ANIMAL FACTS - Cheetahs
Once widely distributed throughout Europe, Asia, Africa, and North America, the cheetah can now only be found scattered in various countries in Sub-Saharan Africa and a small population in Iran.
Cheetah are not classed as 'big cats'. Big cats have the ability to roar - cheetahs have instead retained the ability to purr, just like your domestic cat at home.
The cheetah has a slender, elongated body supported on tall, thin legs with blunt semi-retractable claws and a flattened rudder-like tail that measures half of the cheetah's head and body length. Black "tear marks" run down the face from the corner of the eyes down to the mouth. It is believed that the "tear marks" aid in hunting by helping to keep the sun out of the eyes. The coat colour is tan with evenly spaced black spots. The coat is coarse and short. Adult body length 112-135cm; tail length 66-84cm; shoulder height 73-90cm; weight 34-65kg.
Cheetahs prefer vast areas of open country, such as grassy plains or savannahs, although they can survive in a variety of different habitats including open woodlands, semi-desert, sandy plains, dense vegetation, and mountainous terrain.
Cheetahs are diurnal meaning they are active during the day. Cheetahs usually hunt in the late morning and early evening. They capture their prey by stalking until the prey is within 10-30 metres before initiating the chase. Because cheetahs store heat internally they will only chase over very short distances before they must stop and cool down. Chases usually last around 20 seconds and no longer than 1 minute. About half of all chases are successful. Cheetahs use a bite to the throat in order to suffocate their prey. Their diet consists of Thomson's and Grant's gazelles, springbok, reedbuck, waterbuck, kudu, steenbok, duiker, warthog, hare, game birds, and wildebeest. Because of their relatively small size in comparison to other large predators in Africa, cheetahs commonly lose 10-50% of their kills to lions, hyaenas and leopards. Cheetahs are well adapted to living in arid environments and are not obligate drinkers. They appear to be able to satisfy their moisture requirements from their prey's blood and urine or by eating tsama melons.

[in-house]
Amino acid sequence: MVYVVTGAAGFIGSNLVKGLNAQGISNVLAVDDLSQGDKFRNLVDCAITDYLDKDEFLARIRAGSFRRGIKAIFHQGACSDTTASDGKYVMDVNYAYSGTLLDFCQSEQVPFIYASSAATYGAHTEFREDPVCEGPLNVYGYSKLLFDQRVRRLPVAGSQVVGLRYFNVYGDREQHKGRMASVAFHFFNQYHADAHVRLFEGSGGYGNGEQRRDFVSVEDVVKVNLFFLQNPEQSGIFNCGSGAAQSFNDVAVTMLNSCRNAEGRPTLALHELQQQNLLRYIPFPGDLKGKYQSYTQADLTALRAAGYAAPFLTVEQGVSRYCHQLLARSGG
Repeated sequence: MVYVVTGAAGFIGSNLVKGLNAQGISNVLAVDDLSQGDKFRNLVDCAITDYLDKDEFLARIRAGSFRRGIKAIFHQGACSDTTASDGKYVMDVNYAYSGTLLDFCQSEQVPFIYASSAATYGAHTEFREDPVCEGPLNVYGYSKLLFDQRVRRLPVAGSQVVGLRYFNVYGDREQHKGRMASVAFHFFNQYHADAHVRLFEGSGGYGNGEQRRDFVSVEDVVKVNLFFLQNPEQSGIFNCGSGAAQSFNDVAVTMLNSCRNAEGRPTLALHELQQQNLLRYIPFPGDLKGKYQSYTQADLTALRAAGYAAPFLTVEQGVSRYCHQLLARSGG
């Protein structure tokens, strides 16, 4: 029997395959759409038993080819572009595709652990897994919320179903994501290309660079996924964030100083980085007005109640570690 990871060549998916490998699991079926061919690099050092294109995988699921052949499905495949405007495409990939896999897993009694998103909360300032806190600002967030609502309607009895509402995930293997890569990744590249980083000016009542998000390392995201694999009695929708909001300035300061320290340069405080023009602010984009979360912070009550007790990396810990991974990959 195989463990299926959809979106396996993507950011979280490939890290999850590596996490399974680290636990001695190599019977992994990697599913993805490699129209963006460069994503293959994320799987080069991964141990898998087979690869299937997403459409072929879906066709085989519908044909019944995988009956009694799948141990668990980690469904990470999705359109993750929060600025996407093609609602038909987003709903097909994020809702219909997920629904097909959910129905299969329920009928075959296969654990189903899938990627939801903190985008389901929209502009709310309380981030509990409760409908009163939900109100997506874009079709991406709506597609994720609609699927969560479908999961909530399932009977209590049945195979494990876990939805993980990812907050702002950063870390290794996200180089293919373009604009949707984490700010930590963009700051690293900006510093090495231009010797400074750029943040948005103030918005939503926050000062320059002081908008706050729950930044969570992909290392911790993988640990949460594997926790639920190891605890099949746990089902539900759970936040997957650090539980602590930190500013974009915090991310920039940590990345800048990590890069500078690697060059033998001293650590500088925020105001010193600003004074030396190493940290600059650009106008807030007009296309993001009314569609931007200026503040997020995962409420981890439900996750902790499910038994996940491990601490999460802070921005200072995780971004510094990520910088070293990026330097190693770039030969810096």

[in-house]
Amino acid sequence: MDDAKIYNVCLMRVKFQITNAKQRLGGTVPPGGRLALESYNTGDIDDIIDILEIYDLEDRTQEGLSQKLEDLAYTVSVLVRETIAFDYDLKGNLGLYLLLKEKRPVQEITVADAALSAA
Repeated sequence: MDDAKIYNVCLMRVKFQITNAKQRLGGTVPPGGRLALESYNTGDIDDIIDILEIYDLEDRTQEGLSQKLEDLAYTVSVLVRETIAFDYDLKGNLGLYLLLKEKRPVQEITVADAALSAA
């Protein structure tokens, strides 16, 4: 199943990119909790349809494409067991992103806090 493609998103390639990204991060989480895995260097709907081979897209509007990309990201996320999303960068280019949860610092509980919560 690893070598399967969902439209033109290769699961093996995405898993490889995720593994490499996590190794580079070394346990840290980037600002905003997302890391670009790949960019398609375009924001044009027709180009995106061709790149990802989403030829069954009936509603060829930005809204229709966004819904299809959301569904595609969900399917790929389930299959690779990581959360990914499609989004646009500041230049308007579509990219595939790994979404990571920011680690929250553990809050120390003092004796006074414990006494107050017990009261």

Cheetah breed once a year. The female raises the cubs ranging from 2-8 (but usually 3 or 4) herself. They will stay with her for up to two years.
The primary threat to the cheetah is loss of habitat due to human settlement and agriculture. Decline in prey, poaching, and indiscriminate trapping and shooting as a livestock predator also threaten the survival of the cheetah throughout its range. As a protected species in Namibia, people are allowed to remove cheetahs only if they pose a threat to livestock or human life. Unfortunately, some farmers will capture cheetahs indiscriminantly, often removing or killing those that have not taken any livestock. In North Africa and Iran, severe depletion of the prey base has brought cheetahs to near extinction.
Once widely distributed throughout Europe, Asia, Africa, and North America, the cheetah can now only be found scattered in various countries in Sub-Saharan Africa and a small population in Iran. The major strongholds of the cheetah are in eastern and southern Africa, primarily Kenya, Tanzania, and Namibia.
Only 10,000 cheetahs remain in 25 African countries and a further 100 cheetahs survive in Iran. The largest population of cheetahs occurs in Namibia where 95 percent of wild cheetahs live on commercial farms.
Age: 14 Years (DOB 19/5/2004)
Weight: 44kg (96.8lbs)
Foxtrot or Foxy as he is known by his handlers, was born at the Ann Van Dyk Cheetah Centre in South Africa and arrived at Australia Zoo at six months of age with his brother Echo. He is very affectionate and enjoys constant attention. He is often found snoozing next to Echo and grooming his handlers under the shade of a tree. Foxy is always very gentle with everything he does.